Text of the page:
Author Topic: SpX Mars Communication Constellation?  (Read 13173 times)

Offline swervin

  • Full Member
  • *
  • Posts: 165
  • Viper Driver
  • GA
  • Liked: 43
  • Likes Given: 9
SpX Mars Communication Constellation?
« on: 04/16/2018 07:30 AM »
As SpX gears up to head to Mars in the relative near-ish future (big pic, as compared to the 50 years its been since we visited the Moon), and w/ even NASA mitigating their comm plans for future exploration craft through mission extensions and crossed-fingers, has anyone seen or heard of SpX utilizing Starlink-like spacecraft for Mars communication requirements? i.e., a 'Mars Iridium' constellation, if you will. Seems w/ humans going to Mars, comms need to be assured or as redundant as possible.

This could even be seen as a valid commercial partnership/opportunity with NASA, ESA, or name-a-space-agency that wants to send exploration craft/humans to Mars. Early commercial use for NASA could be a great way to test out a more robust concept/capabilities (MarsLink Gen 1, or whatever it is called), and incorporate those into Gen 2, etc.

Anyone care to venture a guess of how many satellites it would take for adequate coverage? What is adequate coverage? How many Starlink-sized satellites could a F9H (presumption) loft to Mars on a single mission? How many F9H's would be required (in total) for X number of satellites? Min number of satellites to establish an initial operating capability at Mars?

Perhaps the top 5 requirements for a system like this, from those of you on here who are smarter than I!

Cheers,
Splinter

Mods: I did some searches and didn't see this topic specifically addressed or have it's own thread. Sorry if I overlooked any posts and please feel free to incorporate this post/thread elsewhere if I missed something.

Offline speedevil

  • Senior Member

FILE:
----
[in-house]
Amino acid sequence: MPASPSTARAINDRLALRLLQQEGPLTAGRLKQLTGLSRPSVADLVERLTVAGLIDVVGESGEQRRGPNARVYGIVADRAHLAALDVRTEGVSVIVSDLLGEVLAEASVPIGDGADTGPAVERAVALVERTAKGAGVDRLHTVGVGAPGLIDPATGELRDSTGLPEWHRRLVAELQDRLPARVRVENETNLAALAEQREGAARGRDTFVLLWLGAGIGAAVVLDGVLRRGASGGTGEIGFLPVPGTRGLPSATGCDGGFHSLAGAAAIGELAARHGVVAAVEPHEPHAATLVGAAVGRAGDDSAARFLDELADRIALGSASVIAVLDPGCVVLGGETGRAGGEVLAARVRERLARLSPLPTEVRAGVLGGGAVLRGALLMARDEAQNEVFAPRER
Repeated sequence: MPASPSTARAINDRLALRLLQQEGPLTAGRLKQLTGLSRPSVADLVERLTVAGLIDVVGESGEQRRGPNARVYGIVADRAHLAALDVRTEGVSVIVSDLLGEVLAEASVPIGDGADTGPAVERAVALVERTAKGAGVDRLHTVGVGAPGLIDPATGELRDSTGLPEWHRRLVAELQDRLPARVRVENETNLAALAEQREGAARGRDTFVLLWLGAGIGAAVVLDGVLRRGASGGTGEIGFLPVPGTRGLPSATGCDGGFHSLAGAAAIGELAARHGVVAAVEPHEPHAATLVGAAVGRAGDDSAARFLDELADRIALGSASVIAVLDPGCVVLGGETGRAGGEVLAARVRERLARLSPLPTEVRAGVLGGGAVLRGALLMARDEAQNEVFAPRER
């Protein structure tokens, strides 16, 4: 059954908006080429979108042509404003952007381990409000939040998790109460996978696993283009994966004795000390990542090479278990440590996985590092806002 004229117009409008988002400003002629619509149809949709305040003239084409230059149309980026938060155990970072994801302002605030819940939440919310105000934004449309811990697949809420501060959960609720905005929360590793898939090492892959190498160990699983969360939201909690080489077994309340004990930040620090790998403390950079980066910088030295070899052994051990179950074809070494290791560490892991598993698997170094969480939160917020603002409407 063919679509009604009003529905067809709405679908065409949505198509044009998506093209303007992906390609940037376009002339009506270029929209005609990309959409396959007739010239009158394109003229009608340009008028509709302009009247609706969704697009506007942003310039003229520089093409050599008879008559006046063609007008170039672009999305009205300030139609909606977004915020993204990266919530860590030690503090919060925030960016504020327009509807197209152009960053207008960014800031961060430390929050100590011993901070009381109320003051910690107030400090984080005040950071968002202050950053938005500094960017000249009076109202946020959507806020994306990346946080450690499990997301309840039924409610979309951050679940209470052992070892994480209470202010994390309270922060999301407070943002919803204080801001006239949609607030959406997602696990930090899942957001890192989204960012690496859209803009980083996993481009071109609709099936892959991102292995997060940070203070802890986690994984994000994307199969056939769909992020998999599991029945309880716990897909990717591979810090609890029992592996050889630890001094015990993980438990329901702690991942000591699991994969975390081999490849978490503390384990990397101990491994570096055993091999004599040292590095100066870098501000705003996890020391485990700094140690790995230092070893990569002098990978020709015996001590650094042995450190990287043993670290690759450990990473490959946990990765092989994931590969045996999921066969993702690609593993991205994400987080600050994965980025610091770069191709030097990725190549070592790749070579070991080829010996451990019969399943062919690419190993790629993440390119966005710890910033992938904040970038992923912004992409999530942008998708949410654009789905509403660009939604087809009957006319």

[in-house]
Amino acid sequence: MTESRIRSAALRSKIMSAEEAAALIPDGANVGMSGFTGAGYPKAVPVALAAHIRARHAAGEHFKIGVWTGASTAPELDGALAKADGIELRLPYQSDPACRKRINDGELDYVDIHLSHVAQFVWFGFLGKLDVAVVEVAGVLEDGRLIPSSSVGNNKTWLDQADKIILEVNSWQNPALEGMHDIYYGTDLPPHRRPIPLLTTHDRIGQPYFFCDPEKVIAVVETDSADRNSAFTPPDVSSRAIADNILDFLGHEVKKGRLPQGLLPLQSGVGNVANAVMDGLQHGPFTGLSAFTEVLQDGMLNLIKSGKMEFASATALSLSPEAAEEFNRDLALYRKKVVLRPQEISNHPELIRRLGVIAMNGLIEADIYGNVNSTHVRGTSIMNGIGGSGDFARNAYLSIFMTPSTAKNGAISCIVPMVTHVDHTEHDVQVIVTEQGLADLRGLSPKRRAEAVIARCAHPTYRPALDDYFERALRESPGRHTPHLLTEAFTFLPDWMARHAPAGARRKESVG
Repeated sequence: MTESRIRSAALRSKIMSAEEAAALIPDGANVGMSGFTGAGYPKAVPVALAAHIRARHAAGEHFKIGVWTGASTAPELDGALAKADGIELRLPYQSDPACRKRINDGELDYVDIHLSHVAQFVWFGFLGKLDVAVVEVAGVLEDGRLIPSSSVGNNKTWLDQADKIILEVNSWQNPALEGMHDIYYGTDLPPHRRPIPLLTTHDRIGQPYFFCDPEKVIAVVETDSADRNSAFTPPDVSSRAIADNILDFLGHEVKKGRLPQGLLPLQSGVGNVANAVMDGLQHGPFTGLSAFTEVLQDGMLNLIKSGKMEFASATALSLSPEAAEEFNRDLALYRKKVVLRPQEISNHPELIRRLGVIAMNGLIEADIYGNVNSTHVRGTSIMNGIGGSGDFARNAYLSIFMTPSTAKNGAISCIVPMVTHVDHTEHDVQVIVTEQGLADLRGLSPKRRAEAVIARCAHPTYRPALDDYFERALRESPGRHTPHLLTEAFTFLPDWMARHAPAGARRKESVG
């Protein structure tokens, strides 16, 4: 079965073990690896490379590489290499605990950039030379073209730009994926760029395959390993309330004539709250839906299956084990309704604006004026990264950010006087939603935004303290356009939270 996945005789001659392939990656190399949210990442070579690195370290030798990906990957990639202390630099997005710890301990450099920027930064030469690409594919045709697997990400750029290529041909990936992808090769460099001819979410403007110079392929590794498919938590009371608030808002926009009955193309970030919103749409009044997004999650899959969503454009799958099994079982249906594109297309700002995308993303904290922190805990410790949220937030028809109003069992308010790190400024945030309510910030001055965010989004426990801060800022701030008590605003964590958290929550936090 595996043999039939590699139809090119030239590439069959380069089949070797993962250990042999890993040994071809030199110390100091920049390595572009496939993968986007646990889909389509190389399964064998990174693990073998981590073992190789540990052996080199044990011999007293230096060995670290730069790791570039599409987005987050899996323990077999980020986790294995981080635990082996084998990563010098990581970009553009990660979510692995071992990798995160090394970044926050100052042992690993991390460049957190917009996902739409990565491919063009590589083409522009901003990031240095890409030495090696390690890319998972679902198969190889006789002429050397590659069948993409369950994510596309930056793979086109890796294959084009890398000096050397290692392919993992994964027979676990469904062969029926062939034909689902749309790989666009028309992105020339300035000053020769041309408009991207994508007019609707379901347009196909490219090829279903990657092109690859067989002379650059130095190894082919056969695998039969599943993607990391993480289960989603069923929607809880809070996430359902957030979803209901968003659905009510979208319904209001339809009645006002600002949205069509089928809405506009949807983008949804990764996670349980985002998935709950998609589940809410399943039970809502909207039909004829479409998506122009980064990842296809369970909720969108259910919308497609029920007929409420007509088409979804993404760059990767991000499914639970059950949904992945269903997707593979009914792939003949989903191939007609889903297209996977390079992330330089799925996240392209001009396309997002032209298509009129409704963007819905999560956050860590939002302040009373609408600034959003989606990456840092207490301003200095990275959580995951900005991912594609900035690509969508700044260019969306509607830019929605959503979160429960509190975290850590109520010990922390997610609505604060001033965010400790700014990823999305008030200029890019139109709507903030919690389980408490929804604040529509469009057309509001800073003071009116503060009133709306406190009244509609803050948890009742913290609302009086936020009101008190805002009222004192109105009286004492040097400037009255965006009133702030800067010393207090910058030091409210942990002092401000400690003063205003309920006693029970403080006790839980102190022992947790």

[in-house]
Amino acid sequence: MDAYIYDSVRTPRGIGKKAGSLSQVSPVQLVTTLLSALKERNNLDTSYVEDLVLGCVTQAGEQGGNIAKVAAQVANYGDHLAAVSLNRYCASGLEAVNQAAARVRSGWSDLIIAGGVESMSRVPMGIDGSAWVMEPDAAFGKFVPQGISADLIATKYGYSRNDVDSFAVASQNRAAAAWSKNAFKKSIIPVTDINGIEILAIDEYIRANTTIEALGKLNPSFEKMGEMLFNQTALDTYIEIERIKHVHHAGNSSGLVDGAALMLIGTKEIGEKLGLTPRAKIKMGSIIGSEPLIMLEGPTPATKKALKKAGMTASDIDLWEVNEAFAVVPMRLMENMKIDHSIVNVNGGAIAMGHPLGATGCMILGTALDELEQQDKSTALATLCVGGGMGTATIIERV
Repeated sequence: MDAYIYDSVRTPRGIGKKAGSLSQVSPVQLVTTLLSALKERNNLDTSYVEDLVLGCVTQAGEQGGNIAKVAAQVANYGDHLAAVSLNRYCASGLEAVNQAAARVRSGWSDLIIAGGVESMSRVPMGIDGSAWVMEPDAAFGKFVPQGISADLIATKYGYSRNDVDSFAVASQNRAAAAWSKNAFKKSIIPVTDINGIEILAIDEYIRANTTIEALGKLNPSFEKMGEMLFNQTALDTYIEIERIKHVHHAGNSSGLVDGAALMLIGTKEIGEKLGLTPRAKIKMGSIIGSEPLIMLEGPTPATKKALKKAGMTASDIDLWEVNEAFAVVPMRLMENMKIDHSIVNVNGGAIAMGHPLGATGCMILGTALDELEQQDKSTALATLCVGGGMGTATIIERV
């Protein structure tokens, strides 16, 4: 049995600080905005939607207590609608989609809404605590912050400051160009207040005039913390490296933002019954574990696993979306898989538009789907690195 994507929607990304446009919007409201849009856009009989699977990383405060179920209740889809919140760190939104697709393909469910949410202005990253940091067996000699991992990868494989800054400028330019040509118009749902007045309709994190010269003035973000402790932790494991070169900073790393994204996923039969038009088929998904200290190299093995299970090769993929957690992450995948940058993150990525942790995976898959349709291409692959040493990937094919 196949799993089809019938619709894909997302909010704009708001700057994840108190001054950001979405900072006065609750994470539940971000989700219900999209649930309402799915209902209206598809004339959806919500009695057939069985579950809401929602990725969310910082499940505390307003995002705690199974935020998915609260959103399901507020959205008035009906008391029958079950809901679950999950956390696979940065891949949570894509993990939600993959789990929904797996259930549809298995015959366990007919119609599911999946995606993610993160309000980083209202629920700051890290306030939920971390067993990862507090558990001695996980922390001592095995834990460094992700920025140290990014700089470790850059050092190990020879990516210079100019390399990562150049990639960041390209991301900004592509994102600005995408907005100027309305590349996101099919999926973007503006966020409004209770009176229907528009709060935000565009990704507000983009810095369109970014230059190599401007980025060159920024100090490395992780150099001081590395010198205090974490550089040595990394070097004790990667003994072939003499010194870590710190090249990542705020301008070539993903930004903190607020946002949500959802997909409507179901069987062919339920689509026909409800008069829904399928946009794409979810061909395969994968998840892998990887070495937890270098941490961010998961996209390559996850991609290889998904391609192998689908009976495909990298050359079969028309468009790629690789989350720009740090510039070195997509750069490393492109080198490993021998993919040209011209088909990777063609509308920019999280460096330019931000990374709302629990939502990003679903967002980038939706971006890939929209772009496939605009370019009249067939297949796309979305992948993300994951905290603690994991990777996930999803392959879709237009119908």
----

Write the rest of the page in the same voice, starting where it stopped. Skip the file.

• *****
  • Posts: 2591
  • Fife
  • Liked: 1298
  • Likes Given: 1415
Re: SpX Mars Communication Constellation?
« Reply #1 on: 04/16/2018 08:53 AM »
As ballpark numbers.
Mars is smaller than earth, and has a somewhat lower population of internet users.
This can be adequately served currently by 0 satellites, weighing 0 tons, and costing 0 to deliver.

More seriously.
Starlink will, at the time of first serious attempt at throwing stuff at Mars - 2022 - have available 500kg or so satellites, that can communicate within perhaps a thousand kilometers optically.
The intended earthly constellation is run at 1200km, for the further out satellites.

In order to have several in view at once, at that altitude over Mars, somewhere slightly over 24 would be needed.
Plus perhaps four of these equipped with large LASER links back to the starlink constellation on earth.

This would give 'broadband' coverage easily to a few thousand people/drones on Mars.
The link to earth would be quite constrained, at least at first.

But, it's plausible to start out with a communications constellation initially weighing around 25 tons maximum, including fuel to trim their final orbits.

BFS comes in, with around 180 tons of payload total, skips off the top of the atmosphere dumping a couple of kilometers a second speed, and then drops the 30 tons of satellites + dispenser, and then proceeds to land.

The same network can of course have assorted useful sensors and small telescopes, perhaps doubling as the communication links back to earth.

It of course also means that special purpose martian satellites to run a small telescope, or monitor the atmosphere, or guide a large tank to Mars ... cost $1M or so to produce, not $100M, as you already have essentially all of the satellite pre-designed, and just have to stick on a sensor.